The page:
Neo-antigen specific T cell responses indicate the presence of metastases before imaging

V. S. Fear, C. A. Forbes, J. Chee, S. Ma, S. Neeve, L. Celliers, S. A. Fisher, I. Dick, J. Creaney, B. W.S. Robinson

Research output: Contribution to journalArticle

Abstract

Non-small cell lung cancer (NSCLC) causes 19% of all Australian cancer deaths, with a 5-year survival post-resection of around 60%. Post-operative recurrence is due to metastases that were undetectable pre-operatively, or growth of microscopic locoregional residual disease. However, post-operative imaging modalities typically only detect more advanced tumours; where PET-CT has a detection limit of 6-7 mm. Detection of small deposits of lung metastatic disease is of importance in order to facilitate early and potentially more effective treatment. In this study, in a murine model of lung metastatic disease, we explore whether neo-antigen specific T cells are a sensitive marker for the detection of lung cancer after primary tumour resection. We determine lung metastatic disease by histology, and then compare detection by PET-CT and neo-antigen specific T cell frequency. Detection of lung metastatic disease within the histology positive group by PET-CT and neo-antigen specific T cell frequency were 22.9% and 92.2%, respectively. Notably, neo-antigen specific T cells in the lung draining lymph node were indicative of metastatic disease (82.8 ± 12.9 spots/105 cells; mean ± SE), compared to healthy lung control (28.5 ± 8.6 spots/105 cells; mean ± SE). Potentially, monitoring tumour neo-antigen specific T cell profiles is a highly sensitive method for determining disease recurrence.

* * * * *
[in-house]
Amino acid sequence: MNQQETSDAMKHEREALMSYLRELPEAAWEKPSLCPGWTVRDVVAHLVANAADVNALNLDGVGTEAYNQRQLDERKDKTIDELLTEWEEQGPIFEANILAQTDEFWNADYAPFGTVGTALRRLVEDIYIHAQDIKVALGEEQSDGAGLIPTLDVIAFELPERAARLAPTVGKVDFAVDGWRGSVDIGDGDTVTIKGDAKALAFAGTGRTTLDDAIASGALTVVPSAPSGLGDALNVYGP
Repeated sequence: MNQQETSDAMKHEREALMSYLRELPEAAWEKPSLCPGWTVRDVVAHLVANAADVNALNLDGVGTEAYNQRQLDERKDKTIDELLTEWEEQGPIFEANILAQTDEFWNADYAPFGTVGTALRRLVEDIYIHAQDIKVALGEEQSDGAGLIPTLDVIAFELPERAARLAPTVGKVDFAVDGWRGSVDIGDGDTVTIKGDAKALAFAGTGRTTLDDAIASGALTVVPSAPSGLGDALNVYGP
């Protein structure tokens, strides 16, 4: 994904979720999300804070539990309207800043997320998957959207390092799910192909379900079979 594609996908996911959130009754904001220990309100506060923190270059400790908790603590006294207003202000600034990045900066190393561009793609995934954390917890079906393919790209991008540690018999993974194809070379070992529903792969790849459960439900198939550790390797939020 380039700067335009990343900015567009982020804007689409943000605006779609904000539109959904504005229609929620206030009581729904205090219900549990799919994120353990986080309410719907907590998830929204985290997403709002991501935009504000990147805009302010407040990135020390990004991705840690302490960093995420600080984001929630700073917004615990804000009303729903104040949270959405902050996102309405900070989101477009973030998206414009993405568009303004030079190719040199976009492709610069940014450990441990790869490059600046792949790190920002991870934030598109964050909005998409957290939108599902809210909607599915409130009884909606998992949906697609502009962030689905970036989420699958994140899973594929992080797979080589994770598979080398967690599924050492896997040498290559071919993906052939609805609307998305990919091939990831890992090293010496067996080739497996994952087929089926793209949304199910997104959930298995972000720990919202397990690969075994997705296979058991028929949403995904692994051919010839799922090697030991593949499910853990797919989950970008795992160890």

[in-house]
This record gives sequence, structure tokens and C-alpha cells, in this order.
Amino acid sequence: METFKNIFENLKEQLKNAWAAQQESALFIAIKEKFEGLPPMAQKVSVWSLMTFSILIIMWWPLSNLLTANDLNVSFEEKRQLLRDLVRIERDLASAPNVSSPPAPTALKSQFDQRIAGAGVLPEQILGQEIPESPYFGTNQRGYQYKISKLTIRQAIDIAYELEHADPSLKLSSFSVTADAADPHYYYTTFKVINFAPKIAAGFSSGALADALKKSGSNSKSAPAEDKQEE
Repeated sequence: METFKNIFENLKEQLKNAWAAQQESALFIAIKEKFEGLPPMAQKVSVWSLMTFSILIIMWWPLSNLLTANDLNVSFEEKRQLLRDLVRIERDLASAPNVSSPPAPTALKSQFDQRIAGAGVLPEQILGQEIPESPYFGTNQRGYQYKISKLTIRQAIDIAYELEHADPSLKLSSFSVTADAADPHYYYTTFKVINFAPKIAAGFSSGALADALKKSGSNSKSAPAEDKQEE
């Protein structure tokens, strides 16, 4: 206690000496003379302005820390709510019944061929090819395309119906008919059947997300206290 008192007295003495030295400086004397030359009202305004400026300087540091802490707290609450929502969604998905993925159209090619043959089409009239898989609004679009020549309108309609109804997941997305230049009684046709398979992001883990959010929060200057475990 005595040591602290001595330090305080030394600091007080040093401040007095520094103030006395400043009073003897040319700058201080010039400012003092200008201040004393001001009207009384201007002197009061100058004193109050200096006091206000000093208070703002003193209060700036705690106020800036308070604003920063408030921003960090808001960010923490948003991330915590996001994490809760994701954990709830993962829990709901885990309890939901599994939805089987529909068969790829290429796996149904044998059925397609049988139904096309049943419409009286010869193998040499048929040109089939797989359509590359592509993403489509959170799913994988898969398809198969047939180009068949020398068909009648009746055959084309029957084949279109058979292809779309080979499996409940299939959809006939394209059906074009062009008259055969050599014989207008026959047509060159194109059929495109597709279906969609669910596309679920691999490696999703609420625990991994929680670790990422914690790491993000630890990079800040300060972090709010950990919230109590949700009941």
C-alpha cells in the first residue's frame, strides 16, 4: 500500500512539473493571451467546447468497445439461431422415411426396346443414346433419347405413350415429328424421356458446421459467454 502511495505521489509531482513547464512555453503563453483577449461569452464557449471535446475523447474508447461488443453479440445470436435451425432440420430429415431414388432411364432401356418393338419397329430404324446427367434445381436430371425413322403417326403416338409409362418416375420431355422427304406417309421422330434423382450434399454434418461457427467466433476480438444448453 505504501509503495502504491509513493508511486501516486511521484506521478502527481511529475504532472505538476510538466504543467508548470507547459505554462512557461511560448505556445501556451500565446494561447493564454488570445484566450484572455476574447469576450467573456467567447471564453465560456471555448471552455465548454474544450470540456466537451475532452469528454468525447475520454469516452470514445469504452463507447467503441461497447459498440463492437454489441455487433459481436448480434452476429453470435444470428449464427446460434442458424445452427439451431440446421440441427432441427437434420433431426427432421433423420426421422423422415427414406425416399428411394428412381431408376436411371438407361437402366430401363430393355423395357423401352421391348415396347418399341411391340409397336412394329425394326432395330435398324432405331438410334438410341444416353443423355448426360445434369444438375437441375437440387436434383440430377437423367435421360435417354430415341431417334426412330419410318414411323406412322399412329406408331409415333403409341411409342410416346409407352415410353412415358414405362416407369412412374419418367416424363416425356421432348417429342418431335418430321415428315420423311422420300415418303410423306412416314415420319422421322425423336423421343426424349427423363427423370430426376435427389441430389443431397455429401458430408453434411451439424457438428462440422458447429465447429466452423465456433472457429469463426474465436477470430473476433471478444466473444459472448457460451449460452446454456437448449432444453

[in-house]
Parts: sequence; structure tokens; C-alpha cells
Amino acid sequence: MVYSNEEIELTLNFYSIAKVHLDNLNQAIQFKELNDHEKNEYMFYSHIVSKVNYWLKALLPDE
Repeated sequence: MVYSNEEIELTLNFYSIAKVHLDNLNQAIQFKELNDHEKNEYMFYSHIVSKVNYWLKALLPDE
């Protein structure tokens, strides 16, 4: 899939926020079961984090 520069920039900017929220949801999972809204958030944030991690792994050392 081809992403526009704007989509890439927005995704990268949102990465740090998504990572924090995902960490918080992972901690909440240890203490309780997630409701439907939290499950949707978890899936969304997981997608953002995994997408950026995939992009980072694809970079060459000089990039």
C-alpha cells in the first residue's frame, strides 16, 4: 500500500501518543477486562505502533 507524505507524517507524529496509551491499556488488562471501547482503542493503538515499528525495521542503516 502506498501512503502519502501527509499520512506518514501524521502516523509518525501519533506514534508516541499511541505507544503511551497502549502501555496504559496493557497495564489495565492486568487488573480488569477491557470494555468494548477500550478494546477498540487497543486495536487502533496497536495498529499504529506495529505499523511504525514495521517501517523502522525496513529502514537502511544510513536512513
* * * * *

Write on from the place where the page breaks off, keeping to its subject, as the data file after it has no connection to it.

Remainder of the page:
Original languageEnglish
Number of pages1
JournalScientific Reports
Volume9
Issue number1
DOIs
Publication statusPublished - 10 Oct 2019

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